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How old were you when you first read 'No Deals, Mr. Bond'?

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#1 Qwerty


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Posted 20 June 2007 - 02:08 AM

How old were you when you first read John Gardner's No Deals, Mr. Bond--the current book in the ?

I had found a US Charter paperback copy very early on when I was beginning the John Gardner series and saved it until after I had read the first five. I'm not positive, but I seem to remember reading this one during the 12 hour car ride to the Outer Banks during a summer vacation. Must have been somewhere around 2003.

After reading Nobody Lives Forever, my personal favourite Gardner Bond novel, I was a bit let down here. The plot seemed overly complicated and the villain was somewhat forgettable. It is certainly not Gardner's worst, but there are several other novels I prefer to this one.

#2 Mr. Somerset

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Posted 20 June 2007 - 05:27 AM

I think I was 14. I read all the Fleming books in one summer, then read most of the Gardner ones for various school book reports.

#3 Sbott


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Posted 20 June 2007 - 12:10 PM

Reading it for the first time now, aged 38.
Really enjoying the Gardner books, which I never new about until i found this site.

#4 ACE



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Posted 20 June 2007 - 01:06 PM

My Gardner history here or the continuing story of Bungalow Bill.

OK, by now I was regularly on the phone to Glidrose and when they told me the title (well prior to publication), I almost fell off my chair. It is the worst Bond title ever (I know Gardner did not come up with it).

That summer, my maternal grandmother visited and I was gifted some money which went on buying up first editions. I remember NDMB was the first time I'd bought the new Bond book around the date of publication. I remember being disappointed that the cover of the UK first was glossy (not matt like the predecessors) and that the illustration was not Chopping-esque. Still, I was feverish in that eccentric Aladdin's cave for bibliophiles that was the old Foyle's Bookshop on Charing Cross Road, London (the refit means you can actually find books there now but I miss those mysterious, musty aisles).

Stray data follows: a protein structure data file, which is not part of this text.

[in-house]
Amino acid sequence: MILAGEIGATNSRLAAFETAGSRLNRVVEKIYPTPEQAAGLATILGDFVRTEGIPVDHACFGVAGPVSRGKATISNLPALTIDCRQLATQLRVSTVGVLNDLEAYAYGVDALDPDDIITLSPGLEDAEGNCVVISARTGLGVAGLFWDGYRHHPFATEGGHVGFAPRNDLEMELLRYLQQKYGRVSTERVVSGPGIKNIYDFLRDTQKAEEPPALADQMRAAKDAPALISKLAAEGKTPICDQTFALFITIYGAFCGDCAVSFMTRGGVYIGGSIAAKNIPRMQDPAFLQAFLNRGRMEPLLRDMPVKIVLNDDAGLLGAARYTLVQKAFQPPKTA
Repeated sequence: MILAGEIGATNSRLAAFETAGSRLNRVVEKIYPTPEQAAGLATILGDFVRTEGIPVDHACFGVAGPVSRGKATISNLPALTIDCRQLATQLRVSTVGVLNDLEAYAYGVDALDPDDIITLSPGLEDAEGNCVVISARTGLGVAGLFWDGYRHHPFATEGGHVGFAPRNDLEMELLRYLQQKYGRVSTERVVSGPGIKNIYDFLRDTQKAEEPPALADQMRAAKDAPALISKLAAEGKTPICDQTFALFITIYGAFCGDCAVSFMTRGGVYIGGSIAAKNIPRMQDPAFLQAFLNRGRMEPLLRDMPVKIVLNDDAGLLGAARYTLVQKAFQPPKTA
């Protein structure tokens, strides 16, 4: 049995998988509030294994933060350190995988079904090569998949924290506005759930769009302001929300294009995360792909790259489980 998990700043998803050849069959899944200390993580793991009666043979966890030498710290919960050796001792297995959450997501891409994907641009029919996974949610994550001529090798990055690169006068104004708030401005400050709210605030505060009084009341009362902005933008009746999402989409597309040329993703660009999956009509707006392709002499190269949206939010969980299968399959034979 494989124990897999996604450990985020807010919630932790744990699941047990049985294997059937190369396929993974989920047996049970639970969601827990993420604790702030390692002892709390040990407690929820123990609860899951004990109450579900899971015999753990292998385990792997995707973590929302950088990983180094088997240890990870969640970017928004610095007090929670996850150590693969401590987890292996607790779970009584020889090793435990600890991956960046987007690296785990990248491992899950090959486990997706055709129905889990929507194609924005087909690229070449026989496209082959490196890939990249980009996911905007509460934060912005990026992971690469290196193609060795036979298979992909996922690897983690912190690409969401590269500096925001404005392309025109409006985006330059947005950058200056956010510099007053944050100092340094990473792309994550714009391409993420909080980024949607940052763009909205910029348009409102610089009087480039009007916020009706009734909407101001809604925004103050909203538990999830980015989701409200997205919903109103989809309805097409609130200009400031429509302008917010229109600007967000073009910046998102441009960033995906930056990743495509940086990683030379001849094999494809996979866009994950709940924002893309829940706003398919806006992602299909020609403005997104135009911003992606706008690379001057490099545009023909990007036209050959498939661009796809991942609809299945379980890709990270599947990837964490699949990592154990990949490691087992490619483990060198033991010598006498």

The book itself was fun. I guess now Gardner had got into his own Bond formula with double plus crosses, tradecraft, James Boldman, the ASP and the COB etc. I enjoyed the book and felt he had done well with the locations (Ireland, HK) and motley, Alistair MacLean-like crew of fellow travellers. The logic of the story always troubled me (won't spoil it here) but compared to what was to follow, NDMB seems fairly sensible now. I loved Heather Dare (although I later discovered this was a character name from a Boysie Oakes book) and Ebbie Heritage (whom, we discover later in a subsequent GardnerBond, Brokenclaw, taught Bond how to lip read). I felt it was a beat below ROH and NLFE. It reminded me somewhat of Icebreaker and Gardner would re-use virtually the same plot in Death Is Forever (the 2nd worst Bond title ever!). It's Cold War leanings have not been kind to this book either. However, I really enjoyed reading it, it was great fun and I devoured the book in a single sitting.

After reading Nobody Lives Forever, my personal favourite Gardner Bond novel, I was a bit let down here. The plot seemed overly complicated and the villain was somewhat forgettable. It is certainly not Gardner's worst, but there are several other novels I prefer to this one.